© Susan Prudhomme 2009
The terrible night was wearing on. Soon the sky would begin to lighten, bringing with it a day of horror.
Standing uneasily among the crowd warming themselves at the fire, Peter heard the cock crow, and in a rush, remembered Jesus’ words – “Before the cock crows . . . .” He had not believed those words, but now, suddenly, he saw that he had fulfilled them completely.
Weeping bitterly, he ran from the high priest’s courtyard and its laughing occupants. Staggering, he made his way down the dark street, reaching out blindly with his hands against the leaning walls. Their roughness scraped against his palms, drawing blood, and now and then his head would strike some protuberance. Pain, more pain – he welcomed it. It covered his self-loathing. He needed more. Because the torment of facing his betrayal, his failure – that was too much for him to bear. He could only try to submerge it in physical suffering. He craved punishment; but there was no punishment that would ever absolve him of the truth – the truth that leered out at him from the deepest recesses of his heart, the truth of who and what he really was.
Stumbling, he fell to his knees in a field, a barren, empty place full of stones and dirt. The stones – he picked one up and looked at it through his sobs. If only the mob would come and hurl them at him, stone him to death so he could find the dark oblivion he deserved. But there was no one there, only a dead tree with one bare branch. Just right for hanging. He stared at it, listening to its invitation. He had no rope.
The sky was growing light. He pushed himself back against a large rock, not wanting to be seen by passers by. Not wanting to be seen by God. Spent, his breath coming in jerky sobs, he huddled there. Against his will, his mind called back the events of the evening. The Garden, and Jesus’ tears; his own inability to watch with him. Even then, he thought in self-disgust, I failed him. And then, drawing his sword like the bully and braggart he was, and cutting off a man’s ear – and Jesus’ rebuke. It was all coming clear at last. He had done nothing right, he who thought of himself as Jesus’ right-hand man. So puffed up, so full of pride. And all the while a nothing, a weakling, a failure.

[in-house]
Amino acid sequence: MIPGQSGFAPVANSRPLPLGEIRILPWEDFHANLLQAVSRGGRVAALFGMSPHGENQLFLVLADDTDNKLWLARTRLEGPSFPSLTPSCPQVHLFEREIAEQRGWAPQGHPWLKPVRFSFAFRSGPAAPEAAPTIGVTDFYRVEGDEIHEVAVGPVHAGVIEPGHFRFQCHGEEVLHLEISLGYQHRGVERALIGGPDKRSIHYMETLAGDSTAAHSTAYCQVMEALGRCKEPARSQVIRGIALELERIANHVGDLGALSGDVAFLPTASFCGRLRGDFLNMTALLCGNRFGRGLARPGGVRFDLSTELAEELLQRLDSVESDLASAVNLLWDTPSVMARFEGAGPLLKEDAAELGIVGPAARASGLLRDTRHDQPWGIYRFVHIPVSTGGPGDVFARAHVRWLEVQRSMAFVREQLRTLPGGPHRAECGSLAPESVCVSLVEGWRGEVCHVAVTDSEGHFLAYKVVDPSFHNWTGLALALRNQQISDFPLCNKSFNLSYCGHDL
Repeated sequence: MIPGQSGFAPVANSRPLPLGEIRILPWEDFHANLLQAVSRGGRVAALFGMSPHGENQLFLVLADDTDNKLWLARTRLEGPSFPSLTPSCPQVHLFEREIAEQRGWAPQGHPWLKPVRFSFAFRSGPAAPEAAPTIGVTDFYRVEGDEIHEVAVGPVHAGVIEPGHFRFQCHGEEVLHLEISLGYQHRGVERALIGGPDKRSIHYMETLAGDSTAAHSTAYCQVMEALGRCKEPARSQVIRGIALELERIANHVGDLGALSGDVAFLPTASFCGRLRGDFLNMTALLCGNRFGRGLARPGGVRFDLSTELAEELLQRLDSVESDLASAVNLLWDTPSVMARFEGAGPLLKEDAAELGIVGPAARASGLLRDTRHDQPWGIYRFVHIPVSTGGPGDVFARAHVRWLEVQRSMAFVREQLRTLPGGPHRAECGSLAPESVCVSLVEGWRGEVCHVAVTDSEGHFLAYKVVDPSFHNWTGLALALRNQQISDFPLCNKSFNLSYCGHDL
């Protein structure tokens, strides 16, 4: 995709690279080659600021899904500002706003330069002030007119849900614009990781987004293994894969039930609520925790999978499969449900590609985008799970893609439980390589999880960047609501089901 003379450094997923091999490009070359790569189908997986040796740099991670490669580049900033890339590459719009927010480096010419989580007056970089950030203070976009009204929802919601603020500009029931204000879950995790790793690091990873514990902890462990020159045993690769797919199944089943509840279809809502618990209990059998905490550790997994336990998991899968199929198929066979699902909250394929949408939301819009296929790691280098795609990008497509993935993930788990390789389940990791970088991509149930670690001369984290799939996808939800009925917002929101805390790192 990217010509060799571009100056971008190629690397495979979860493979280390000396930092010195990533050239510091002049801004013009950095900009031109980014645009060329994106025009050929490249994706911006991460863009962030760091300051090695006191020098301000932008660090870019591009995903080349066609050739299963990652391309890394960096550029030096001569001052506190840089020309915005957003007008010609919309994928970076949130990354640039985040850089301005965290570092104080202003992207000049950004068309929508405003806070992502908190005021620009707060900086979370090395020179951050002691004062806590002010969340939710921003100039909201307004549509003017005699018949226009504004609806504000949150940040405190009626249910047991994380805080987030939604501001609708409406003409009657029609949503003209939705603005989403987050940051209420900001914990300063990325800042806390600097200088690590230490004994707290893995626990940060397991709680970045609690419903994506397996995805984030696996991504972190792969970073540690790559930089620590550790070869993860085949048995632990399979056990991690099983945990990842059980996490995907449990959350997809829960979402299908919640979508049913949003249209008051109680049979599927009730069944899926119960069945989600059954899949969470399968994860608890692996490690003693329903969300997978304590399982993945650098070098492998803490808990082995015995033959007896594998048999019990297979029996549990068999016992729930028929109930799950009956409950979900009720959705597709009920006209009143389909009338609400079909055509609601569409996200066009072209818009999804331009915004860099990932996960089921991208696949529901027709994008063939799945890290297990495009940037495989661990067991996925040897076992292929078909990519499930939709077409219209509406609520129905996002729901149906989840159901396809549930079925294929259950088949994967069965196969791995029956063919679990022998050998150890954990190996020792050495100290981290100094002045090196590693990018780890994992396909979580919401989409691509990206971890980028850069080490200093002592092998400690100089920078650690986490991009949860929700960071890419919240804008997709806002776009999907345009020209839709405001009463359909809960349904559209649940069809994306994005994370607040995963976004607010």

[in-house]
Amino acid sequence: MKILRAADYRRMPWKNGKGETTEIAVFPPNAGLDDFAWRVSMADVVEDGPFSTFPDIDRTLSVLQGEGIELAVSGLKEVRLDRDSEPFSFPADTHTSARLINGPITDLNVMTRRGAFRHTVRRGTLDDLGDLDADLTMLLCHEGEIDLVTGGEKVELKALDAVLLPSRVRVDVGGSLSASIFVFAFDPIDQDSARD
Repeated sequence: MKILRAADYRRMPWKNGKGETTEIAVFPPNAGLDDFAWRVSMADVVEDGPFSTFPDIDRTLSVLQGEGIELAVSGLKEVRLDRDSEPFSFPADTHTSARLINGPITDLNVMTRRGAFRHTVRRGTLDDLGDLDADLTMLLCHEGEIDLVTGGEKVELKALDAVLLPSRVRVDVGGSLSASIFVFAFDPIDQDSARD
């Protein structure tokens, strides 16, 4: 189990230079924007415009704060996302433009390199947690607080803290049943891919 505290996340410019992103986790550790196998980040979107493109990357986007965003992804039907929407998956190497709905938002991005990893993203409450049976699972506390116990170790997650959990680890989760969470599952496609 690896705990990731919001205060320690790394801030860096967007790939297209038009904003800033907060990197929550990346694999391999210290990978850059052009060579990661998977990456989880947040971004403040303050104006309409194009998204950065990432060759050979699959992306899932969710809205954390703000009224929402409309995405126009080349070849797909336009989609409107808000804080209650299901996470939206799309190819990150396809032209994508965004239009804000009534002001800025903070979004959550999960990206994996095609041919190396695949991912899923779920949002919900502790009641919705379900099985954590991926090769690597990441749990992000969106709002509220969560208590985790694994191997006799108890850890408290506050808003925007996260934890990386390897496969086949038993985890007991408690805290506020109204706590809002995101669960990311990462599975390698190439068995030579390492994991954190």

It was Judas who caused it. When Peter saw that kiss, and the soldiers behind him, a great “No!” had welled up from within him. Of all people, Judas. The one disciple whom he and all the rest had looked on with contempt, who had seemed weakest – that Judas, of all people, should wield the power to destroy it all! Because that was what Peter had seen in the moment of the kiss – all of it, Jesus’ kingship, their own elevation, the coming rightful glory – all of it destroyed by that one puny, sniveling, rat. It was insupportable, and in Peter’s sudden rage at having all his dreams, all his hope, stripped away by Judas, he had forgotten all about Jesus and given himself over to his lust for revenge.
Judas. The rage began to boil up again. He wanted it to. It let him aim his disgust away from himself. But no. Jesus had intervened. He would not allow it. Instead, he had said, “Before the cock crows . . . .” Once again, Peter crumpled. Who was puny, who was sniveling, who the rat? It was himself. He was no better than Judas. Well, so be it. Now he knew. After a time, he took a deep breath, the first since leaving the high priest’s courtyard.
As he rested there, a numb, despairing peace settled over him. He looked up at the tree again, with its bare, inviting branch. No. It would not have him. The anguish of self-knowledge had come to him, washed over him like a tidal wave, and he had survived. The truth was a part of him now, he realized. Painful though it was, he had no need to flee from it.
After a time, he pulled himself slowly up and brushed some of the dirt from his clothes. Where should he go? He had no home in Jerusalem, only the upper room they had used for Passover. Would the others be there? How could he face them? They would expect him to lead them, believe, as always, that his bravado was real authority. Well, they would have to see. It had all been bluster, with no substance behind it. He was no longer the man they had known. Never had been, really.
One or two were there when he arrived. They looked up expectantly when he entered, but he could not even meet their eyes. Through that long day, the rest straggled in, each giving what news they had – Jesus before Pilate, Jesus scourged, Jesus carrying the cross. The reports lashed Peter like whips. Jesus. His Lord. His Master. And he, helpless and cowering. A sudden earthquake rocked the building, and the sky darkened outside, adding to their terror and confusion. Finally John came, bringing Jesus’ mother, and told them of the end, and that Jesus’ body had been laid in the tomb of a stranger.